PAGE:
A new study suggests that women with endometrial cancer should be screened for inherited mutations that could lead to a high risk of several other cancers.
The study showed that 1.8 percent, or about one in 50, of newly diagnosed endometrial cancer patients have mutations for Lynch syndrome, an inherited condition also known as hereditary nonpolyposis colon cancer, or HNPCC.
People with Lynch syndrome mutations are at high risk for colon, endometrial, ovarian and gastric cancer. Endometrial, or uterine, cancer is the most common cancer in women with this condition.
The study, led by researchers at The Ohio State University Comprehensive Cancer Center - Arthur G. James Cancer Hospital and Richard J. Solove Research Institute (OSUCCC - James), is published in the Aug. 1 issue of Cancer Research.
The study is the first to comprehensively screen a large number of women with uterine cancer for Lynch syndrome mutations, said Heather Hampel, a genetic counselor in the clinical cancer genetics program and first author of the study.
“It’s important to identify women with one of these mutations because they have a very high risk for developing colon cancer, and they may not be aware of that risk,” said Hampel. “Because this is hereditary, half of her siblings and children may also be at risk for the syndrome.
“For this reason, the relatives of a person with Lynch syndrome should also be screened for the responsible gene mutation,” said Hampel, a clinical assistant professor in the department of internal medicine.
Family members who also have the mutation need close monitoring for early cancer detection, including an annual colonoscopy starting at age 25 and endometrial cancer screening (using ultrasounds and biopsies) starting at age 30, Hampel said.
Family members without the mutation can follow the American Cancer Society’s guidelines for colorectal cancer screening, which call for a colonoscopy every 10 years starting at age 50 and no routine endometrial cancer screening, she said.
This study involving 543 women was led by Albert de la Chapelle, co-leader of the OSUCCC Molecular Biology and Cancer Genetics Program. Participants in the study were diagnosed and treated for endometrial cancer at the three major hospital systems in Columbus, Ohio, between 1999 and 2003.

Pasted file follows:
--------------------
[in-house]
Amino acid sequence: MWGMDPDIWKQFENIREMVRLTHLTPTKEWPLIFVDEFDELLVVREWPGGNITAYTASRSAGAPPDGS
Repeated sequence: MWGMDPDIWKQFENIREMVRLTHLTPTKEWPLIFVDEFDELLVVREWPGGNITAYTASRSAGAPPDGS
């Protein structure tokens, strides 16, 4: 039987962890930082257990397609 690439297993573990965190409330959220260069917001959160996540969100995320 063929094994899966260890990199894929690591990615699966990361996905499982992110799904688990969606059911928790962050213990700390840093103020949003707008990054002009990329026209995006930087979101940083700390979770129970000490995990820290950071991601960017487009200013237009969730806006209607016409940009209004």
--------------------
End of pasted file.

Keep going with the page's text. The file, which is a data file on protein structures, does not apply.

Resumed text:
To learn the frequency of Lynch syndrome mutations among all newly diagnosed endometrial cancer patients, the researchers tested tissue from the tumors from each patient for MSI (microsatellite instability), a change in the DNA of tumor cells that occurs in more than 90 percent of Lynch syndrome tumors. Of the 543 tumors tested, 118 showed MSI. Because these patients are more likely to have Lynch syndrome, they participated in the gene testing portion of the study and nine (1.8 percent) were found to have Lynch syndrome mutations.
In addition, the researchers used another technique called immunohistochemistry, to prescreen the tumors for mutations. Follow-up gene testing performed on patients with abnormal immunohistochemistry results showed that one additional woman with an MSI-negative tumor also had a Lynch syndrome mutation.
Of the 10 Lynch syndrome patients, seven did not meet the usual criteria for diagnosing the hereditary condition. That diagnosis is largely based on family history and age. Ordinarily, these seven cases would have gone undiagnosed.
In addition, the counseling and testing of 21 relatives of the 10 women with Lynch syndrome revealed 10 additional people with Lynch syndrome mutations.
The study is the continuation of an Ohio State colon cancer study also led by de la Chapelle that was published in the New England Journal of Medicine in 2005. In that study, 2.2 percent of newly diagnosed colon cancer patients tested positive for Lynch syndrome.
That study recommended testing all newly diagnosed colon cancer patients for the inherited syndrome, Hampel said. As a result, Ohio State University Medical Center now routinely screens all newly diagnosed colon cancer patients to find those most likely to have Lynch syndrome using the immunohistochemistry test, Hampel said. She hopes for a similar change in the standard of care for endometrial cancer patients as well.
“We think such genetic testing should be nationwide on all colon cancer and endometrial cancer patients, but further cost-benefit analysis and study is needed first,” Hampel said. “Screening for Lynch syndrome can save lives.”
In addition to Ohio State’s James Cancer Hospital and Solove Research Institute, hospitals in the Mount Carmel Health System and OhioHealth, all in Columbus, contributed to the study.
Funding from the National Cancer Institute and the Andrew McGriffin Barford Memorial Fund supported this research.
Ohio State University
Revision date: July 4, 2011
Last revised: by Andrew G. Epstein, M.D.